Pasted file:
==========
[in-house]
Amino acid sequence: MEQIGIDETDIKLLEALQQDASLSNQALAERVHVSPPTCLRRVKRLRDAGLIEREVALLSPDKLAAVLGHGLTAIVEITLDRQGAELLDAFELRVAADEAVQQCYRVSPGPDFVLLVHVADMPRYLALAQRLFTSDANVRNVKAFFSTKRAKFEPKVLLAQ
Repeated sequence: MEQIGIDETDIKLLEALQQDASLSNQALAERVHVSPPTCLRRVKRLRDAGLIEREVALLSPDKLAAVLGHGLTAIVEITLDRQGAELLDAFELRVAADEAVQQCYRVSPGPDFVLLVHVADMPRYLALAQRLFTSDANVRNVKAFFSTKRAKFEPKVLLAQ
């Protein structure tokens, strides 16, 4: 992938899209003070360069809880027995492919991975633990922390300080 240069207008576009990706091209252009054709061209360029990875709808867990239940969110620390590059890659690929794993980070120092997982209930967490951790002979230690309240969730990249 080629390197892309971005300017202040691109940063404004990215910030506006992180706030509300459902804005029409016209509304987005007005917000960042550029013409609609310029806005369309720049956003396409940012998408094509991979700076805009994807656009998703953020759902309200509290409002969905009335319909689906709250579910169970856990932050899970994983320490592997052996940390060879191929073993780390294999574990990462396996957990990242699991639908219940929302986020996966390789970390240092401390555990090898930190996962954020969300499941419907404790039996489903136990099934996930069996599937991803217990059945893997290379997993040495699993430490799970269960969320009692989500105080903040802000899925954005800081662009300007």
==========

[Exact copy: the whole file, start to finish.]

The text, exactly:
[in-house]
Amino acid sequence: MEQIGIDETDIKLLEALQQDASLSNQALAERVHVSPPTCLRRVKRLRDAGLIEREVALLSPDKLAAVLGHGLTAIVEITLDRQGAELLDAFELRVAADEAVQQCYRVSPGPDFVLLVHVADMPRYLALAQRLFTSDANVRNVKAFFSTKRAKFEPKVLLAQ
Repeated sequence: MEQIGIDETDIKLLEALQQDASLSNQALAERVHVSPPTCLRRVKRLRDAGLIEREVALLSPDKLAAVLGHGLTAIVEITLDRQGAELLDAFELRVAADEAVQQCYRVSPGPDFVLLVHVADMPRYLALAQRLFTSDANVRNVKAFFSTKRAKFEPKVLLAQ
């Protein structure tokens, strides 16, 4: 992938899209003070360069809880027995492919991975633990922390300080 240069207008576009990706091209252009054709061209360029990875709808867990239940969110620390590059890659690929794993980070120092997982209930967490951790002979230690309240969730990249 080629390197892309971005300017202040691109940063404004990215910030506006992180706030509300459902804005029409016209509304987005007005917000960042550029013409609609310029806005369309720049956003396409940012998408094509991979700076805009994807656009998703953020759902309200509290409002969905009335319909689906709250579910169970856990932050899970994983320490592997052996940390060879191929073993780390294999574990990462396996957990990242699991639908219940929302986020996966390789970390240092401390555990090898930190996962954020969300499941419907404790039996489903136990099934996930069996599937991803217990059945893997290379997993040495699993430490799970269960969320009692989500105080903040802000899925954005800081662009300007």